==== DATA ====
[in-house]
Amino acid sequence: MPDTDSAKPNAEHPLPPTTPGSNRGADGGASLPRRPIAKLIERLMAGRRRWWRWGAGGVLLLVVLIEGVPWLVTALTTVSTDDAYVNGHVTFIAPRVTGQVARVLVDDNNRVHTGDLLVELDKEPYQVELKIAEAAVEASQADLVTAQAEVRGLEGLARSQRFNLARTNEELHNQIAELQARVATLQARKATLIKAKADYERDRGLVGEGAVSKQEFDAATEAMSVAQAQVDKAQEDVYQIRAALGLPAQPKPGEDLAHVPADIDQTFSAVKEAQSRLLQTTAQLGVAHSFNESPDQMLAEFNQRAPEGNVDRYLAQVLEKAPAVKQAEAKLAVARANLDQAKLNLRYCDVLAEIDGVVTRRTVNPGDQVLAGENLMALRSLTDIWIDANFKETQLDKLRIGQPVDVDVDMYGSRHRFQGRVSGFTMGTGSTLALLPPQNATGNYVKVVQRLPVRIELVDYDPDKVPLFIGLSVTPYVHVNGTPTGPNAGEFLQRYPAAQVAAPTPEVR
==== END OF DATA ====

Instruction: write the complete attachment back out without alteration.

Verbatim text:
[in-house]
Amino acid sequence: MPDTDSAKPNAEHPLPPTTPGSNRGADGGASLPRRPIAKLIERLMAGRRRWWRWGAGGVLLLVVLIEGVPWLVTALTTVSTDDAYVNGHVTFIAPRVTGQVARVLVDDNNRVHTGDLLVELDKEPYQVELKIAEAAVEASQADLVTAQAEVRGLEGLARSQRFNLARTNEELHNQIAELQARVATLQARKATLIKAKADYERDRGLVGEGAVSKQEFDAATEAMSVAQAQVDKAQEDVYQIRAALGLPAQPKPGEDLAHVPADIDQTFSAVKEAQSRLLQTTAQLGVAHSFNESPDQMLAEFNQRAPEGNVDRYLAQVLEKAPAVKQAEAKLAVARANLDQAKLNLRYCDVLAEIDGVVTRRTVNPGDQVLAGENLMALRSLTDIWIDANFKETQLDKLRIGQPVDVDVDMYGSRHRFQGRVSGFTMGTGSTLALLPPQNATGNYVKVVQRLPVRIELVDYDPDKVPLFIGLSVTPYVHVNGTPTGPNAGEFLQRYPAAQVAAPTPEVR